Dogecoin needn’t be any sillier than bitcoin

3 minute read

A local resident takes Japanese Shiba Inu dogs for a walk in Toyota, central Japan September 23, 2019. REUTERS/Issei Kato

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NEW YORK, May 12 (Reuters Breakingviews) - The 200-fold increase in the value of dogecoin over the past year is clearly a case of rabid speculation. Rival cryptocurrency bitcoin has merely quintupled over the same period. But in the long arc of financial history, there’s no reason either is sillier than the other.

The digital currency represented online by a cheeky Shiba Inu has some high-profile boosters, including Tesla (TSLA.O) boss Elon Musk and rap artist Snoop Dogg. That aside, reasons to be skeptical about the currency’s soaring price are plentiful. Dogecoin lacks the main feature of money: large numbers of people saving, trading and transacting with it. Opportunities to spend dogecoin are scant, beyond a future moon mission by Musk’s SpaceX and tickets to see the Dallas Mavericks play basketball.

Perhaps because it was created as a joke, dogecoin also has other rough edges. The developer community that tends its code is small, partly because it lacks bitcoin’s scale and claims of changing the world or ethereum’s usefulness in validating online contracts. Without developers, dogecoin is now far behind its original template, bitcoin, which has been updated multiple times to be more reliable, faster and easier to use.

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Dogecoin is also theoretically more vulnerable to saboteurs. The chief worry for a cryptocurrency is a so-called 51% attack, where a bad actor becomes the dominant miner and can doctor the record, spending currency twice over. That’s easier to do for the smallish $63 billion stock of doge than, say, $500 billion ethereum. Unlike bitcoin, dogecoin’s supply is uncapped too – it expands at a rate of around 5 billion doge per year, forever.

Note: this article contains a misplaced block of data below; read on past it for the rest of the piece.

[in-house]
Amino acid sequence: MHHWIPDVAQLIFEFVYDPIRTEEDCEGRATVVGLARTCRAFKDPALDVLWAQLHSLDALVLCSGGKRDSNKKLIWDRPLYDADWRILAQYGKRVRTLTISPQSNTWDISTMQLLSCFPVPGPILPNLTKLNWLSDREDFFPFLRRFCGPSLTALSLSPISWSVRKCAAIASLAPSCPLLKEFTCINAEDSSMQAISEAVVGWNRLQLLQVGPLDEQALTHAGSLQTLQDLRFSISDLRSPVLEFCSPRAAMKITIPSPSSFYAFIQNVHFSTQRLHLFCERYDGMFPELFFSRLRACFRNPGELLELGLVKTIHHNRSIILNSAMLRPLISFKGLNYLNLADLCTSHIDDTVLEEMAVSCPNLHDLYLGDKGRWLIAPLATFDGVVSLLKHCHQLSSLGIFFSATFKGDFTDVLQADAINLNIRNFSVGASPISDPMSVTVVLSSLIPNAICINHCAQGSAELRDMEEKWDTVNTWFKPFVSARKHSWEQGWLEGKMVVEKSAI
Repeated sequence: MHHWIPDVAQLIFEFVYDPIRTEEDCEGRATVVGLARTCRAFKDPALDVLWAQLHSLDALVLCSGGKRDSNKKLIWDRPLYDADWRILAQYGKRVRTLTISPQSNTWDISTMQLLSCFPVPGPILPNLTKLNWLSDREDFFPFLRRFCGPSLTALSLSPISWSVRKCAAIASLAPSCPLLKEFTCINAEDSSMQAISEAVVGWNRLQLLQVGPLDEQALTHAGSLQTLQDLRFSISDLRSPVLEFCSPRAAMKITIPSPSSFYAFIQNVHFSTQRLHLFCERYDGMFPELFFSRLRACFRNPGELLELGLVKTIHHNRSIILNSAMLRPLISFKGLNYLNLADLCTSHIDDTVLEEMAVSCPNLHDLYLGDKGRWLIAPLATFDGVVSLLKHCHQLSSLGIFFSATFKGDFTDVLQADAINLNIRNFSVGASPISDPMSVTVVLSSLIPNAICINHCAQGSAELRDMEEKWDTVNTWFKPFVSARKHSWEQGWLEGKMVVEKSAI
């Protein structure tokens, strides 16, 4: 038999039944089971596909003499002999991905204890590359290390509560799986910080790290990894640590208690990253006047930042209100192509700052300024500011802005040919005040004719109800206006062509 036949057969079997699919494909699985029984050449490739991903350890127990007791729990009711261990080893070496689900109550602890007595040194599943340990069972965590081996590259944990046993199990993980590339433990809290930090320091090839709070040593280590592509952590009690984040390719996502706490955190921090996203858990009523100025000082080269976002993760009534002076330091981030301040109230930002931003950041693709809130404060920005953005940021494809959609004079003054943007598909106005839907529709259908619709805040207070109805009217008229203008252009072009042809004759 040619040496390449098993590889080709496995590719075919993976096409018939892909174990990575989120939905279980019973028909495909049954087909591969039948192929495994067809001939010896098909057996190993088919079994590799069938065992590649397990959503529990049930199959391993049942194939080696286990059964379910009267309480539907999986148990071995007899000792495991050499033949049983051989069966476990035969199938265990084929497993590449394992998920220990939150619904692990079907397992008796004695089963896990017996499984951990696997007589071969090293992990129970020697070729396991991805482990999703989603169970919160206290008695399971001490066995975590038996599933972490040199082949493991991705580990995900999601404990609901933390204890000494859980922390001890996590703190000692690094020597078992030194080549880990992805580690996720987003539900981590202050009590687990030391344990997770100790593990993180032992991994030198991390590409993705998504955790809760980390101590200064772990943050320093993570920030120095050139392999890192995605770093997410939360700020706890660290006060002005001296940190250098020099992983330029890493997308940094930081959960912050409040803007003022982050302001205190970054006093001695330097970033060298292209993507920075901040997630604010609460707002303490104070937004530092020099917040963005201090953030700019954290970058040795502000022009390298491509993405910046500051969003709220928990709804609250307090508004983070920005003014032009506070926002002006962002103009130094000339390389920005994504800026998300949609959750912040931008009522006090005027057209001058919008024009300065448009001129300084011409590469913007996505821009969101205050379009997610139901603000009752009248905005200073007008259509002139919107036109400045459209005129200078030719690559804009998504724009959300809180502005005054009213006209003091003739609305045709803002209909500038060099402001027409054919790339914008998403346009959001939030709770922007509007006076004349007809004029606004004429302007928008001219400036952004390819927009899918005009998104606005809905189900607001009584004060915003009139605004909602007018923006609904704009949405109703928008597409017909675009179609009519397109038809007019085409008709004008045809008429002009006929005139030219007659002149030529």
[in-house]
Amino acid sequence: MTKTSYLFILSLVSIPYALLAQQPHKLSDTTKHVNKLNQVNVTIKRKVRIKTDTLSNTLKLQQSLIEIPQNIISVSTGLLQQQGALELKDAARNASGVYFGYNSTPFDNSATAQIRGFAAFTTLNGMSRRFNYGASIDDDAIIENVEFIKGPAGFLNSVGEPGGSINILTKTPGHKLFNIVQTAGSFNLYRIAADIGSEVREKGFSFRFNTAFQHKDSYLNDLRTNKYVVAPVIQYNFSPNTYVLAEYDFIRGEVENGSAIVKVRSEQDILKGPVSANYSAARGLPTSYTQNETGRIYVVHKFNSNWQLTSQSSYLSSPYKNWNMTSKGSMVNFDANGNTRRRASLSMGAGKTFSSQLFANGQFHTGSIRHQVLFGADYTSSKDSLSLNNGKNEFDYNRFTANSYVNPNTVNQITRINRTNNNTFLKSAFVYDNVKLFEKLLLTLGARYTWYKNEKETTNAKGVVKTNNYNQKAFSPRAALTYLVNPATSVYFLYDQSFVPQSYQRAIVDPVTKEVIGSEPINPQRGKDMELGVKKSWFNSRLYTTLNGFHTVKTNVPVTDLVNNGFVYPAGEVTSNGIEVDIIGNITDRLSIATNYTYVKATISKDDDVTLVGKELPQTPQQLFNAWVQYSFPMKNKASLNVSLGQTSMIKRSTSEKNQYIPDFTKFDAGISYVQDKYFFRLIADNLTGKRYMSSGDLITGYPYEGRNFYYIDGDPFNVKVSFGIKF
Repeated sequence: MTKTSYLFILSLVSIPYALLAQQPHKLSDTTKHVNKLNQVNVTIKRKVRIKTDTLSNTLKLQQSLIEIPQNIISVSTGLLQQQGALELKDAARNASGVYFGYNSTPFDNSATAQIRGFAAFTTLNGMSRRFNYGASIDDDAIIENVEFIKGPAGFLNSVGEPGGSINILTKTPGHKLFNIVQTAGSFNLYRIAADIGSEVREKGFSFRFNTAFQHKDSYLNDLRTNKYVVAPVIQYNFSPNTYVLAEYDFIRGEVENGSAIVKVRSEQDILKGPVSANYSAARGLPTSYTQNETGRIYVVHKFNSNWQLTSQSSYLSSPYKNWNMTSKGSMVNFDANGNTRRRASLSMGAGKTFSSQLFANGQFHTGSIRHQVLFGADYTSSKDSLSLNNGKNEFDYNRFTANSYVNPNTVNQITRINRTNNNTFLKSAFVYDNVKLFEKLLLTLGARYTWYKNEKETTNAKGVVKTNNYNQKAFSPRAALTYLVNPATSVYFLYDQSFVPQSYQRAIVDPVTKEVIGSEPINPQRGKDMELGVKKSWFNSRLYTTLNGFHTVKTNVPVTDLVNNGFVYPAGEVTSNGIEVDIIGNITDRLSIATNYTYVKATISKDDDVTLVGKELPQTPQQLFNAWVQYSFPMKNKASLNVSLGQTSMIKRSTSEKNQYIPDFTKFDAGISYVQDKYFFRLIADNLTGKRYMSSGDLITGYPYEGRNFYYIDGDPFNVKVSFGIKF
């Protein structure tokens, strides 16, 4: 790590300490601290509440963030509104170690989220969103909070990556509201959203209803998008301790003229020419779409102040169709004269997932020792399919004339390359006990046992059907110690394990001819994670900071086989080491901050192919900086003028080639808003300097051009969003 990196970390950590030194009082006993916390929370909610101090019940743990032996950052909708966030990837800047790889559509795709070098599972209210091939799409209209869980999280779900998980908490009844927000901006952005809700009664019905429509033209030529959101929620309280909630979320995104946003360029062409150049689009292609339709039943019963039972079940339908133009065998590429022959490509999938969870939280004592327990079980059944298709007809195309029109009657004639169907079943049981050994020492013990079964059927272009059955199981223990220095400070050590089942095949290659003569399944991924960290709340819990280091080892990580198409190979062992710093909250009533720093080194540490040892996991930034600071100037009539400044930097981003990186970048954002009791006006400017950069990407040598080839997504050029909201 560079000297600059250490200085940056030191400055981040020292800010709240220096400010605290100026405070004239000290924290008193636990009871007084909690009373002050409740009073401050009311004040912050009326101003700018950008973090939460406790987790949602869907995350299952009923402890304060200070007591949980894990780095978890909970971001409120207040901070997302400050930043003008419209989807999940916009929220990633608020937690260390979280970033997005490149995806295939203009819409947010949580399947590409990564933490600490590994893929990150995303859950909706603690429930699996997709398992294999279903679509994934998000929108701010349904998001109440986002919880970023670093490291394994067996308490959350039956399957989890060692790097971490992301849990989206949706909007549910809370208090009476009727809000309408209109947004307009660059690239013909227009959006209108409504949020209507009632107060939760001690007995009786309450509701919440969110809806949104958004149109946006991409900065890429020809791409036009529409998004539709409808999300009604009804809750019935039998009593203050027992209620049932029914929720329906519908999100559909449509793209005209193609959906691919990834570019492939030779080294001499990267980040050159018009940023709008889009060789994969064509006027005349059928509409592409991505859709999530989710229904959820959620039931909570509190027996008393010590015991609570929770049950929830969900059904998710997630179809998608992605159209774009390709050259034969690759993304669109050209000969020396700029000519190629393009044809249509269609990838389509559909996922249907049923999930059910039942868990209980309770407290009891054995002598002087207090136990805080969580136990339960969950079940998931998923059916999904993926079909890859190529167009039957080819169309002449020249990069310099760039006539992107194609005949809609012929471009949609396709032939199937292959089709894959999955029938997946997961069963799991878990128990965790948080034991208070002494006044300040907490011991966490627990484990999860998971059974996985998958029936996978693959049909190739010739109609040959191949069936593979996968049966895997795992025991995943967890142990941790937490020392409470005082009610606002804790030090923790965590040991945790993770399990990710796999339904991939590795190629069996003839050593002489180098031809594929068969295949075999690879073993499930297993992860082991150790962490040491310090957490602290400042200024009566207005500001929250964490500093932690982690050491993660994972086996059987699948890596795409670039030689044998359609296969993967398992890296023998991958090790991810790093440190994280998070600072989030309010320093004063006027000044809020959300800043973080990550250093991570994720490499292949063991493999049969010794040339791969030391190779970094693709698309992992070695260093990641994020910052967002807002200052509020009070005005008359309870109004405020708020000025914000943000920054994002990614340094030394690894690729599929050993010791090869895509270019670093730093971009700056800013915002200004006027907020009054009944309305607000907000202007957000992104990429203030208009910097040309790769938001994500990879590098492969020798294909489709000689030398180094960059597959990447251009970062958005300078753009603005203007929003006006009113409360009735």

These aren’t terminal obstacles. If the canine crypto – or any other coin – garnered enough attention and support, developers and users might come. Already, dogecoin is being added to exchanges like Gemini that previously eschewed it. The code could catch up somewhat, at a push. And in theory the unappealing aspects of dogecoin’s DNA could be rewritten.

The odds are still against dogecoin becoming a future global currency. What the recent hype does, though, is serve as a reminder that crypto is young, and supremacy is still up for grabs. Bitcoin has 12 years of history, but in monetary terms that’s a blip. There’s still room for an underdog.

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- Dogecoin, the digital currency created as a parody of bitcoin, was trading at over $0.50 on the evening of May 11, almost 10 times its price at the end of March.

- Elon Musk, chief executive of electric-car maker Tesla, asked Twitter users earlier that day if his company should accept dogecoin as payment.

- The currency had fallen around one-third from an all-time high after Musk, appearing on U.S. television show “Saturday Night Live” on May 8, agreed that dogecoin was “a hustle.”

- Dogecoin, begun in 2013 by two developers who later distanced themselves from the cryptocurrency, is worth some 200 times its value a year ago in dollar terms, according to Coinbase.

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